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What’s the best 3D printer on the market? We recommend the best 3D printers for your skills, aspirations and budget.
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The Monoprice Delta Mini V2 3D printer is an improvement over the original entry-level 3D printer. It’s a good, inexpensive option for newcomers, but software flaws remain.
While not the most sophisticated 3D Printer, the Toybox does a good job of printing basic toys quickly and without much hassle.
The Peopoly Phenom is an intriguing resin 3D printer for less. But you’ll have to be pretty comfortable with 3D printing to make the most of it.
Both the Polaroid Play 3D Pen and the 3Doodler Create Plus put creativity in the palm of your hand. But which 3D pen is the best one for your needs?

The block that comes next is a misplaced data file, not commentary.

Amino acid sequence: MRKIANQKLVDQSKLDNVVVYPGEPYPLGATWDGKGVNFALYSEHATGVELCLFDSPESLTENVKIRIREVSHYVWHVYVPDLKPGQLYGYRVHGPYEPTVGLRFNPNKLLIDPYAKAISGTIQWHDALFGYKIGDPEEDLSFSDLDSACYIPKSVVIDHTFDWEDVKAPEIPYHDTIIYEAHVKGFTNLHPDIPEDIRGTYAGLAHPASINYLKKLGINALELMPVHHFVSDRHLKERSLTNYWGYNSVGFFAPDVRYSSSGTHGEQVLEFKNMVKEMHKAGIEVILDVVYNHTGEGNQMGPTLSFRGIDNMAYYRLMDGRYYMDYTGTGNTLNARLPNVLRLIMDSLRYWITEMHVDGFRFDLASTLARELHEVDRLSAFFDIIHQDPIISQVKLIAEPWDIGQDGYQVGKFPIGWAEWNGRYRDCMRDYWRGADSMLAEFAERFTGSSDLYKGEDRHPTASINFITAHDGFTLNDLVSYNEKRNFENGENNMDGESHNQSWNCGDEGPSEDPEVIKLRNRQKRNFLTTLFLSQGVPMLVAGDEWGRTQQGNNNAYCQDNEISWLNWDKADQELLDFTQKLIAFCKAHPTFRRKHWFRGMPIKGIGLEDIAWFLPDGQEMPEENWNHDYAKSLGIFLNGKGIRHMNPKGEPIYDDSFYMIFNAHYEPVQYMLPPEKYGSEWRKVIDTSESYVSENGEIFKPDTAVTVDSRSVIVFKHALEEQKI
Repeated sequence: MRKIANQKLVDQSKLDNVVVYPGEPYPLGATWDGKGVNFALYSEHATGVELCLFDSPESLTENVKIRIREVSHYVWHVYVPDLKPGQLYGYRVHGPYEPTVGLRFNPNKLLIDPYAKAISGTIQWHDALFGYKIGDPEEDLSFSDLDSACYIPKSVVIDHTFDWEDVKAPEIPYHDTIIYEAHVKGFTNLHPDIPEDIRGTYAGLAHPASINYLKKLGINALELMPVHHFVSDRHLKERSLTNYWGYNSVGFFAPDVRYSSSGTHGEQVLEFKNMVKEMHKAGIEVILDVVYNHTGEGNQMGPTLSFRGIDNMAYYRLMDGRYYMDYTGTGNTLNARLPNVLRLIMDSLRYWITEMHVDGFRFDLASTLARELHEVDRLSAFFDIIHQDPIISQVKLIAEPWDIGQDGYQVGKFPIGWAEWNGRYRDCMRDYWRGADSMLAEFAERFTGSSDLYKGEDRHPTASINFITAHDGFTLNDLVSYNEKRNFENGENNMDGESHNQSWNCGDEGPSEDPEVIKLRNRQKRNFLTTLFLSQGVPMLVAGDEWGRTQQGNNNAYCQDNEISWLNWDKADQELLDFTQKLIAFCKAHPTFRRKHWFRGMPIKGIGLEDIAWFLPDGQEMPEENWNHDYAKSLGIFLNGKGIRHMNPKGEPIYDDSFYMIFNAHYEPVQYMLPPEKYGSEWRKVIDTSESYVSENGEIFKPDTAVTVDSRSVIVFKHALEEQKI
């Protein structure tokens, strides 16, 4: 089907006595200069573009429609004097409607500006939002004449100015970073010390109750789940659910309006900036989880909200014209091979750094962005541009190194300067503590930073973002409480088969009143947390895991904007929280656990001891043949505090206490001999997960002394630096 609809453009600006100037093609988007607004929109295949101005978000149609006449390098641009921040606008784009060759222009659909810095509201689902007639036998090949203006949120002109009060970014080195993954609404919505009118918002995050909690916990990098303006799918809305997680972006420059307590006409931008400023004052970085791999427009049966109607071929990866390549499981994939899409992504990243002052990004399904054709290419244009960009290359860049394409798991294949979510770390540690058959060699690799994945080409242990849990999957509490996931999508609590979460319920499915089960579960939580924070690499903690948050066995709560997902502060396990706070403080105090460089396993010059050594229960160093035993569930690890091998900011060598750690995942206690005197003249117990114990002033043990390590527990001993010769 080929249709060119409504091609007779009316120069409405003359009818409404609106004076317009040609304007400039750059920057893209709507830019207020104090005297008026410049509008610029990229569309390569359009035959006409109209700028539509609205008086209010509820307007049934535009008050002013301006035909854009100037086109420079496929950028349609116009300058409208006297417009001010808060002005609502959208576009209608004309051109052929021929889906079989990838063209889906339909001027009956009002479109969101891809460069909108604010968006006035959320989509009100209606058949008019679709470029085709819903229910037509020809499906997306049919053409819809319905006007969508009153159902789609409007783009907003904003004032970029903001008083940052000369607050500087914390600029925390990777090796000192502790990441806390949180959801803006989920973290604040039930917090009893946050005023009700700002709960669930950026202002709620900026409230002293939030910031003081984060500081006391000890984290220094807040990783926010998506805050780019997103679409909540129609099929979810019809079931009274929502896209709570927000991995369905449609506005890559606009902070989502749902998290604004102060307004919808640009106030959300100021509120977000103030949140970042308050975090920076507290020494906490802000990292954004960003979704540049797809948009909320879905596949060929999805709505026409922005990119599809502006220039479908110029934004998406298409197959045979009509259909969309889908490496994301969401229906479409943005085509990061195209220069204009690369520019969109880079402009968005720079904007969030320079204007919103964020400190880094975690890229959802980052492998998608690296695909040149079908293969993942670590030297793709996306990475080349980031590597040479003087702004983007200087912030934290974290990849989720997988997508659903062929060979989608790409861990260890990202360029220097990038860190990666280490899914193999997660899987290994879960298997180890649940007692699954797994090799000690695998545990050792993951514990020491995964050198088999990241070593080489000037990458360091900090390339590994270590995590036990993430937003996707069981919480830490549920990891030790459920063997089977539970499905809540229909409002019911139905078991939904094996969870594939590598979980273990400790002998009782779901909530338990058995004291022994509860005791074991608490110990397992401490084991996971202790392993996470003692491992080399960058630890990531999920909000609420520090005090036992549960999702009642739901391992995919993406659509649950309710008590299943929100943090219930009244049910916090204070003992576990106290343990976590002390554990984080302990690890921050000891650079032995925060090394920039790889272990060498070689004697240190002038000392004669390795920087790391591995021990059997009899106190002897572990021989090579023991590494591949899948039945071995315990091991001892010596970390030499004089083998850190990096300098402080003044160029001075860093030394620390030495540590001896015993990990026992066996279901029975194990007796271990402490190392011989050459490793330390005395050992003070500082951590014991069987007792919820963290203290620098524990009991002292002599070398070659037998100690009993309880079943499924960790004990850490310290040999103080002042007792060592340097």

XYZprinting's latest entry-level 3D printer, the da Vinci Nano, packs in a lot of features for its low price, and is a good choice for getting started with 3D printing.
The newest SLA 3D printer from Formlabs costs a lot, but professionals will willingly pay for these high-quality prints produced without much hassle.
Home and educational users will find a lot to like with the Monoprice Voxel, a neat 3D printer that produces high-quality prints at a low cost.
The August Smart Lock is the best budget lock, but you'll need to spend extra to connect it to Wi-Fi.
The Polaroid PlaySmart 3D printer costs more than other novice models, but it produces great prints. Here’s how it measures up to other top 3D printers.
The Maximus Answer DualCam video doorbell lets you see more of visitors and packages on your doorstep but has a few rough edges.
The Wyze smart lock costs less than $100, but there's no Alexa or Google Assistant support at present.
We tested dozens of drones, most of which are less than $100. Here are our favorite models, all of which are great for kids.